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The banks with the best and worst working hours

2021 was a year of truth about working hours in the banking industry. Goldman Sachs' analysts complaints about 100 hour working weeks during the pandemic triggered an industry-wide rethink both of working hours and of pay for analysts and associates, which has risen repetitively in response.  

However, anyone who goes into banking thinking 100-hour weeks are the norm stands to be pleasantly surprised. Really long hours only apply to people working in front office jobs in M&A and corporate finance and even here, average working hours are often considerably less. 

Forum website Wall Street Oasis has been recording users' submissions for working hours by bank for years. In 2021, it says average weekly working hours at 32 leading banks and boutiques were closer to 72. However, some banks work their staff far harder than others. 

Wall Street Oasis' figures are based on submissions from the site's users and have not been validated by the banks concerned. They suggest that working hours are significantly longer at some boutique M&A firms (Arma Partners, RW Baird, PJT Partners, Evercore), and significantly shorter at French banks like SocGen and BNP Paribas. They also suggest that the bank with the longest working hours in 2021 was...Goldman Sachs.

Goldman Sachs paid its junior bankers unusually well for 2021, with top analysts on packages of $180k in their first year and senior associates reportedly earning up to $500k four or five years in. French banks usually pay a lot less. However, it's notable that junior bankers' salaries and working hours aren't always closely correlated. - Working hours at William Blair, for example, are comparatively moderate, even though its salaries are some of the most generous in the market. 

If you don't want to work 88, or even 61-hour weeks in banking, there are alternatives. Our recent compensation survey and guide suggested that median compensation in sales and trading is $280k and average working hours are just 55 a week. 

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Photo by Jonas Leupe on Unsplash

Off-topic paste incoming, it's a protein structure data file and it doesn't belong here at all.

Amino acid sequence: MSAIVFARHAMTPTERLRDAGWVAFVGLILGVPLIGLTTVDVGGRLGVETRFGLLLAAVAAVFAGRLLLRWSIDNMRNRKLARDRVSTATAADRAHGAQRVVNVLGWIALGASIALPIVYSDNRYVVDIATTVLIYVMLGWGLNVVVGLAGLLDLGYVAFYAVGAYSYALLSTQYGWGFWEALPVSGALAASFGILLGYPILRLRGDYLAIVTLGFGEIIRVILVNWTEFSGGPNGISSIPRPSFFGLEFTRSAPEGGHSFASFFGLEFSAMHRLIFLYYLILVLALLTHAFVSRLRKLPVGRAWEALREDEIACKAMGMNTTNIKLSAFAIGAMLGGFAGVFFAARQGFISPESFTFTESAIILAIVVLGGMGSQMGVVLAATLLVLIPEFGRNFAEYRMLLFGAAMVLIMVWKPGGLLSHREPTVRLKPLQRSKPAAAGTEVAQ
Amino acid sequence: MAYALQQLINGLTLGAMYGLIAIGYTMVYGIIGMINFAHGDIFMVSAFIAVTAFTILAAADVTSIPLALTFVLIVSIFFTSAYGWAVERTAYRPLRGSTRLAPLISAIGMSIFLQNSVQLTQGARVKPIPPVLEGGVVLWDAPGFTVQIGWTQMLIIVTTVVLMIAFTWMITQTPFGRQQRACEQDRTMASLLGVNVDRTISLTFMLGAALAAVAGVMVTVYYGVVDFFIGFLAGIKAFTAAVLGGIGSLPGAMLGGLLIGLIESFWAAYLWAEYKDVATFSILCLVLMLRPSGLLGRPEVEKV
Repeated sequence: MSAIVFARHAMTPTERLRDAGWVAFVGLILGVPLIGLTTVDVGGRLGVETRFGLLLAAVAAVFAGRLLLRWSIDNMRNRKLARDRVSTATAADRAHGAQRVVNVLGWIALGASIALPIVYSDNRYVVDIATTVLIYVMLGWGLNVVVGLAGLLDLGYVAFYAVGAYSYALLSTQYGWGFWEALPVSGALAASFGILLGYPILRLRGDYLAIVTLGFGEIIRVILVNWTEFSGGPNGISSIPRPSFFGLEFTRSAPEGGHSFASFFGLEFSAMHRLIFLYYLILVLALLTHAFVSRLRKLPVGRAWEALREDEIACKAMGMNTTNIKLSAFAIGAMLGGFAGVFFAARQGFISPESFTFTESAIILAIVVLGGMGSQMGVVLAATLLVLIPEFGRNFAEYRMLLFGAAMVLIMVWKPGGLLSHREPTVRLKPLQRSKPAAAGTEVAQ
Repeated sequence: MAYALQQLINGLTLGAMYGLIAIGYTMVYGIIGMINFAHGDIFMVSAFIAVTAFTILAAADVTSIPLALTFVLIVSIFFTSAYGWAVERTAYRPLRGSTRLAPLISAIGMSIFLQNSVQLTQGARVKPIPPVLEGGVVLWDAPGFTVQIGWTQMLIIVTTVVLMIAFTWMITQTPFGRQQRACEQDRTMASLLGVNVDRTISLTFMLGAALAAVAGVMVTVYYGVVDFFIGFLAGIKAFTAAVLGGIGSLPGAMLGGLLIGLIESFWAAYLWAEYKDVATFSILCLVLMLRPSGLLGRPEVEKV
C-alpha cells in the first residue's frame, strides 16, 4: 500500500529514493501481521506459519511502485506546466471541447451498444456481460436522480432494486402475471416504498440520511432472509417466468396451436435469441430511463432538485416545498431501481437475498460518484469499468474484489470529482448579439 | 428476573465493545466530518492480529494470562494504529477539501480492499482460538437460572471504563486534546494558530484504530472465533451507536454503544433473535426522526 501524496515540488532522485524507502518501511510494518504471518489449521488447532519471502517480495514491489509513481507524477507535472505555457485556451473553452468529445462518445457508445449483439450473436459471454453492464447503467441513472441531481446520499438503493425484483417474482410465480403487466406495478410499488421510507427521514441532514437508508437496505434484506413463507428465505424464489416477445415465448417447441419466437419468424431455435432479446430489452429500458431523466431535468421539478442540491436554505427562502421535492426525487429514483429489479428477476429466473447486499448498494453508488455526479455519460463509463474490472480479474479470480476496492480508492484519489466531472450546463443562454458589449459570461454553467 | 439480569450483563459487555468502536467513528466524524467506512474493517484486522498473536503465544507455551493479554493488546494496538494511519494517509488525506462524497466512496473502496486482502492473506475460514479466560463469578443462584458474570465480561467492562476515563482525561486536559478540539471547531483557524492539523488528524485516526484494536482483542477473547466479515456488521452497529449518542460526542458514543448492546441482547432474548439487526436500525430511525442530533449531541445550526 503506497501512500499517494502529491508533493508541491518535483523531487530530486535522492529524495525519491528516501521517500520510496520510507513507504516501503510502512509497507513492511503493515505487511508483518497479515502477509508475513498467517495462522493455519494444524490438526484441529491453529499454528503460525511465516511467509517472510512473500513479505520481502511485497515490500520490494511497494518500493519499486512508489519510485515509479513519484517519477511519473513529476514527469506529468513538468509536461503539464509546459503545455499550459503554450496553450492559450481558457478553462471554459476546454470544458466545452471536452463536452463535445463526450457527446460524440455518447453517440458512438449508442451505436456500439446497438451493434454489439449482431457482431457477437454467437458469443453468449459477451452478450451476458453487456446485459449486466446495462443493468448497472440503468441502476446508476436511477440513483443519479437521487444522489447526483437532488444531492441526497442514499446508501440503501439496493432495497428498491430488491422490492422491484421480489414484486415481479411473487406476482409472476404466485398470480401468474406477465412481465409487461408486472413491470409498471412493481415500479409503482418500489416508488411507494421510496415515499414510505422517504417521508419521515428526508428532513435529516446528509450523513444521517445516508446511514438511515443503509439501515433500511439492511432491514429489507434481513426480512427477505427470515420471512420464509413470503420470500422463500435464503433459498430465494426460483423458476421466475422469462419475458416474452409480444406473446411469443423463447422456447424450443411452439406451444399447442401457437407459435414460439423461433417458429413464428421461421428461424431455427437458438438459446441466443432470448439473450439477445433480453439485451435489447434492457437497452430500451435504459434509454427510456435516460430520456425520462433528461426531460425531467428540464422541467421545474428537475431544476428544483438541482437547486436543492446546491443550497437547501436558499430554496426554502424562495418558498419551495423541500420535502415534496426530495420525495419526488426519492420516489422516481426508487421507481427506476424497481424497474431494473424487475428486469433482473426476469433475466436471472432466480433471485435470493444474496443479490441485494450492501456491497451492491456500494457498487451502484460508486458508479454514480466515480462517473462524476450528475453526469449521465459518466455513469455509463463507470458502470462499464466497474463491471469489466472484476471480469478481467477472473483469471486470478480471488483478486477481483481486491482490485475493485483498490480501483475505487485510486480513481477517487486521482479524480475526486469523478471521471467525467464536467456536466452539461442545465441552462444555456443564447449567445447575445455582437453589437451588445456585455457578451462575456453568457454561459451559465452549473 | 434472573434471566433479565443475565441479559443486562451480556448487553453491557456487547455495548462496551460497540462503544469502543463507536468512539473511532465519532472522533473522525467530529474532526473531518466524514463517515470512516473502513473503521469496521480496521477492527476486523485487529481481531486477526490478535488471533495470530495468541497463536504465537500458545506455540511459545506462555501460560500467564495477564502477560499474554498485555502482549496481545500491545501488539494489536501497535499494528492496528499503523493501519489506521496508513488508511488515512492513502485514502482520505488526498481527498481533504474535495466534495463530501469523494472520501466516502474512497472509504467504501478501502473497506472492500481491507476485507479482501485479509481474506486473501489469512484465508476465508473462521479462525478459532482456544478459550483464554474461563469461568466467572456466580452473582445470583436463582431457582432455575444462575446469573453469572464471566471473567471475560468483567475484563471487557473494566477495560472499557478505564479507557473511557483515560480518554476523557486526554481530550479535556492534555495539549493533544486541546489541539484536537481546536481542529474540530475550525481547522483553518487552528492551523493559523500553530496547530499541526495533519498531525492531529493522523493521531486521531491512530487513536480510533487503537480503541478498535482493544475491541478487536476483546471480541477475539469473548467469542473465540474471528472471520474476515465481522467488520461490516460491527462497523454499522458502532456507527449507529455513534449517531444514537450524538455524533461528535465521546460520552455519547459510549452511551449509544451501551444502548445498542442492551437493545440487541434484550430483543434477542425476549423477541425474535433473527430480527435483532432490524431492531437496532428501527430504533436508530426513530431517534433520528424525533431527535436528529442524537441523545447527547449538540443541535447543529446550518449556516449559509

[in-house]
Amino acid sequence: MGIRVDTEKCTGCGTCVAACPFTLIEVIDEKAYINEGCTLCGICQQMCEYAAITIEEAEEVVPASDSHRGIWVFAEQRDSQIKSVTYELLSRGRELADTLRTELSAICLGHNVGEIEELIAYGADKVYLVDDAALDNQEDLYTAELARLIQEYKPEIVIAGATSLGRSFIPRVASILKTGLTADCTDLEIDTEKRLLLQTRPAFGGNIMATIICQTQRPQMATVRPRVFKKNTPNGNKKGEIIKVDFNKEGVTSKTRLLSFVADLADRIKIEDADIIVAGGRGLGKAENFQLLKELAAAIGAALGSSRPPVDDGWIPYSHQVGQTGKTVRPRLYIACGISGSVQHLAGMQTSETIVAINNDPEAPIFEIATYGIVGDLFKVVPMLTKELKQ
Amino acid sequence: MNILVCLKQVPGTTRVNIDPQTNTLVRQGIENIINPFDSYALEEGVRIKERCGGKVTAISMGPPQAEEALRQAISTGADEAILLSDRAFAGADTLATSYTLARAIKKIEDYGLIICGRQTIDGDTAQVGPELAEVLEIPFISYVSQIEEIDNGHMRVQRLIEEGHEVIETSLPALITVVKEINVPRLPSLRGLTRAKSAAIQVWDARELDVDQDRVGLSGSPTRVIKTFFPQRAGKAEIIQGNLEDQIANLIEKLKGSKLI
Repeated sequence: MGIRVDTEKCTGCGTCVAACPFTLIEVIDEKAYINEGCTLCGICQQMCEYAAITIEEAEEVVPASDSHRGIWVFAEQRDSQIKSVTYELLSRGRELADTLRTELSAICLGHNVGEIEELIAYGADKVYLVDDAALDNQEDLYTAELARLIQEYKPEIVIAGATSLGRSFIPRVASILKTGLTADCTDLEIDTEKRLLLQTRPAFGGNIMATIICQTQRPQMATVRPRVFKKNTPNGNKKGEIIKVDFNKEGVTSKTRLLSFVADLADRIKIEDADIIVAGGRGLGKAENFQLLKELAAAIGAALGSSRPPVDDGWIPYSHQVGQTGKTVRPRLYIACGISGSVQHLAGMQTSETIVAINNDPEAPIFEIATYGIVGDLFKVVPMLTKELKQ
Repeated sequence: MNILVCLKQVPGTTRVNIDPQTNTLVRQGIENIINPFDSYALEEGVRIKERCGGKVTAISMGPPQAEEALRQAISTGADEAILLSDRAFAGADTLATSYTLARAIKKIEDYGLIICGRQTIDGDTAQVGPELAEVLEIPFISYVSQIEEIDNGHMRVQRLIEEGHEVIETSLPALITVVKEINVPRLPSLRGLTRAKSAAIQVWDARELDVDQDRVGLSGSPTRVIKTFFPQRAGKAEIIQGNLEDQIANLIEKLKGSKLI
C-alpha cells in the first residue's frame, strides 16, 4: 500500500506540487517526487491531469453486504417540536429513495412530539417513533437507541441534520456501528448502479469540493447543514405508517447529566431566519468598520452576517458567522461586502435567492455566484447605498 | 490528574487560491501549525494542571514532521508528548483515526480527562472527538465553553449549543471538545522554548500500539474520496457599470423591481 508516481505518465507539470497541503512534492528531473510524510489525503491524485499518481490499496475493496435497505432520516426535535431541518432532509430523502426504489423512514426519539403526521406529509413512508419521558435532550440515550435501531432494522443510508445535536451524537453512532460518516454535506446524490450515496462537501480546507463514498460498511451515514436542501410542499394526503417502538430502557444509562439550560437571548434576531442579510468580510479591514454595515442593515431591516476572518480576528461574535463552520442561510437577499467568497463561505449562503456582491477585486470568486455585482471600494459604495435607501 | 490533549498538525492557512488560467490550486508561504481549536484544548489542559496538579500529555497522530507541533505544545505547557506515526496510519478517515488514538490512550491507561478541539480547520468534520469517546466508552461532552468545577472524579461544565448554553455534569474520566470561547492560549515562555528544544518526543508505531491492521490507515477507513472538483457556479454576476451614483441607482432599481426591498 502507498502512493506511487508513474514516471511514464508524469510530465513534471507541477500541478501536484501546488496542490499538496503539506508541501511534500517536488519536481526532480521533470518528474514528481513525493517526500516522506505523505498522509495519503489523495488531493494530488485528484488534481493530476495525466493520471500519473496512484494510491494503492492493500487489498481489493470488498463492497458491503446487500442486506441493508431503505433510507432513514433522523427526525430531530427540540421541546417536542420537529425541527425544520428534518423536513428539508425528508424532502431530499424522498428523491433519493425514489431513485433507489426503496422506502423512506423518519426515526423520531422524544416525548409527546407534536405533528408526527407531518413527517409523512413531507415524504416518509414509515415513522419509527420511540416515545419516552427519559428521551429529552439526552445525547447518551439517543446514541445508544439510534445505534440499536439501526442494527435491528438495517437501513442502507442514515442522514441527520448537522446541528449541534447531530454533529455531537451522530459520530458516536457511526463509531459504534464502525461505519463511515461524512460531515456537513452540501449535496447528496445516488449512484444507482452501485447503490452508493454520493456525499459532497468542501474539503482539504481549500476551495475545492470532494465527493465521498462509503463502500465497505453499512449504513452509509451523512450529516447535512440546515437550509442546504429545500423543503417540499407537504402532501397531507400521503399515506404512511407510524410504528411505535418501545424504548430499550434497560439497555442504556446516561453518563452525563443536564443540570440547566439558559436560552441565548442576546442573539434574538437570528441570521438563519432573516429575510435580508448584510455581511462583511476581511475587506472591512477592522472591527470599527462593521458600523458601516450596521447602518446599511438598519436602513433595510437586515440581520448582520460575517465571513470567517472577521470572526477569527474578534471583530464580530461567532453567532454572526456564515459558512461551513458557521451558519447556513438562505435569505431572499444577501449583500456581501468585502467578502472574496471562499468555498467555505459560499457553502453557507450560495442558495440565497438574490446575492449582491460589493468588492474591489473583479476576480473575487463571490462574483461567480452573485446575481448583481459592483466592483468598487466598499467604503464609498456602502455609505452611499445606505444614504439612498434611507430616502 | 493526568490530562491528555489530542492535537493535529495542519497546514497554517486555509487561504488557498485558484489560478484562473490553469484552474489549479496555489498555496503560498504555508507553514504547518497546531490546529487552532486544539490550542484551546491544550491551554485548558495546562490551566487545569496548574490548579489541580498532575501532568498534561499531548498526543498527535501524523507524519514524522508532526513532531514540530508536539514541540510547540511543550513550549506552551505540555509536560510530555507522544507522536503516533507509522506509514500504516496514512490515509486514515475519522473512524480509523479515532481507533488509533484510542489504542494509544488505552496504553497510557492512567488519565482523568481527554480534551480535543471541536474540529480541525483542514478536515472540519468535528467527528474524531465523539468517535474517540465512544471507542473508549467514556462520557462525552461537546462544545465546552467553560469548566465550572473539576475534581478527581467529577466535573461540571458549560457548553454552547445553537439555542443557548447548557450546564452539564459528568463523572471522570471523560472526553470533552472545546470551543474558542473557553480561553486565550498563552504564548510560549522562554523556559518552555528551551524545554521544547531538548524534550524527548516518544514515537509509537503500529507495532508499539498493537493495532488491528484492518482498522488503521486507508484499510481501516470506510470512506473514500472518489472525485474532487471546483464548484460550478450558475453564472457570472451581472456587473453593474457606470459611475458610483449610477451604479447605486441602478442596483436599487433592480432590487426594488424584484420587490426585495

AUTHORSarah Butcher Global Editor
  • pb
    3 February 2022

    What articles like this seem to assume is that all the employees in IB's are highly compensated bankers and super-techies that both see themselves as better than anyone else in a firm - in fact see anyone else as there to be their servants. Most employees in IB's are underpaid, and while most don't work 100 hour weeks, odds are that they work a lot more hours than they should have to, primarily because to save money to pay the biggies, they badly understaff and underpay the areas that make it all work. IOTW, back and middle office, trade floor support, most of the IT people, sourcing, compliance and others. I was responsible for about $25 million in spend at one job, badly underpaid, and worked 60 to 70 hours per week - the longer times if I was working remotely rather than a very long daily commute. But do nothing or incompetent bosses worked fewer hours and got paid a lot more.

  • Oc
    Octav Ciobanu
    31 December 2021

    The problem with this all company's is, make the people slaves , and the people I see like to be slaves accepting to play how the rich people likes they to play, this is wrong, and I think to make an appeal to all wich sleep, guys wakeup, don't sleep to long in your fear, and leave this rich people to brush the floor with you, stand up and deal with them by your rights!

  • He
    12 February 2021

    According to David Solomon, CEO of Goldman Sachs, they track the hours their Investment Bankers work. According to an interview in 2020, the average GS Investment Banker works 65 hours (see here:, i.e. an astonishing 10 hours less than the table above. Probably the other numbers are equally inflated (I work in M&A and surely for an average week they are inflated).

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